If you’ve pulled up this post on your phone, you’ve already got the poem in your pocket, right? Now you just have to read it, enjoy it, and share it. To find other poems to share, visit poets.org for more Poem In Your Pocket ideas.
I liked the theme of this one, given the current climate of conflict in our country and around the world.
When Giving Is All We Have
by Alberto Ríos
One river gives
Its journey to the next.
We give because someone gave to us.
We give because nobody gave to us.
We give because giving has changed us.
We give because giving could have changed us.
We have been better for it,
We have been wounded by it—
Giving has many faces: It is loud and quiet,
Big, though small, diamond in wood-nails.
Its story is old, the plot worn and the pages too,
But we read this book, anyway, over and again:
Giving is, first and every time, hand to hand,
Mine to yours, yours to mine.
You gave me blue and I gave you yellow.
Together we are simple green. You gave me
What you did not have, and I gave you
What I had to give—together, we made
I love it when my kids apply things they’ve learned in books to everyday life. Like, when my youngest son wondered if the hydrangea plant I brought home from Easter Sunday service is named for the mythological monster “Hydra”.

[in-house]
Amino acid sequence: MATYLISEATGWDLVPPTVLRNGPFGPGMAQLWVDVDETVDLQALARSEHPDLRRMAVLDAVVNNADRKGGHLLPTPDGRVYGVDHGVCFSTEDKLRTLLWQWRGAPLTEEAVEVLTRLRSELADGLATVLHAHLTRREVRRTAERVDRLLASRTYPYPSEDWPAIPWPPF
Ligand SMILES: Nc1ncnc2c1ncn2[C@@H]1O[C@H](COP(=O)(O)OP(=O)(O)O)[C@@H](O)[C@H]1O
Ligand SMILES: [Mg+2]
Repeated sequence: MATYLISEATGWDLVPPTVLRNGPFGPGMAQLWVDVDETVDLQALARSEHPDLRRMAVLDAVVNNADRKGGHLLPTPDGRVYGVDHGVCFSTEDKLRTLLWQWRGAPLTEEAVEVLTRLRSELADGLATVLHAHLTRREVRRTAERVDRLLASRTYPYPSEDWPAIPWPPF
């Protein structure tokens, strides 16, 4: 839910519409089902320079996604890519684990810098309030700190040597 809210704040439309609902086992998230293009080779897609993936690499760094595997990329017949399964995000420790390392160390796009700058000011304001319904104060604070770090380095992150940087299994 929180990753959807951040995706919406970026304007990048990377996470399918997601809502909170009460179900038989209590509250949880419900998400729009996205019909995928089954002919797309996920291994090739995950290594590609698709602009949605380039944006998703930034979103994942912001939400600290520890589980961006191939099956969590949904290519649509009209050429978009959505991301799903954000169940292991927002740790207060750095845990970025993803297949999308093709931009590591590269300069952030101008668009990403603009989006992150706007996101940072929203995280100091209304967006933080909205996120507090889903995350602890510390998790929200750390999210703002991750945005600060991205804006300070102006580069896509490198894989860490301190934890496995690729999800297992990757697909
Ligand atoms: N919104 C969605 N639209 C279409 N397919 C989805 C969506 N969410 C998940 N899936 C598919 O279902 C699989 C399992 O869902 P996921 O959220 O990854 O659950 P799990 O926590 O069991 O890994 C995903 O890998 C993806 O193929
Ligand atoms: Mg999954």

If you wonder about the origins of words too, join the Wondrous Words Wednesday meme at Bermuda Onion. There, bloggers share new words they’ve learned or some of their favorites.
We’ve been listening to The Lightening Thief during our soccer commuting. When I read the first book a few years ago, I didn’t like it. Too many crises, not enough character development. But, I’ve recently decided to give it another try. I want to learn more mythology, and all the action keeps me awake while driving. Bonus: I know it’s appropriate for little ears, and my kids enjoy it. It’s fun sharing books with them.
Anyway, during our listening, Percy recently had to battle a Hydra, a sea-snake type monster with multiple heads. When one head is sliced off, two more grow back in its place. (You can see why this would be a challenging monster to defeat, but Percy manages, with help from his friends of course.) I told my son I doubted the beautiful flowering plant was named for a monster; perhaps the common link came from “hydro” which means water.
Here’s what I learned:
Hydrangeas were first discovered in Japan, and their name comes from the Greek “hydor” (water) plus “angos” (jar or vessel). This roughly translates to “water barrel”, perhaps because of the cup shape of the flowers and the plant’s need for lots of water. (Thanks Teleflora )
I couldn’t find any official origin for Hydra, but since it’s a water snake, I’m sure it also comes from the Greek hydro, or water.
Word Nerd Workout
Can you think of other words that come from the Greek root “hydor”? And, if you’ve read The Lightening Thief, what did you think?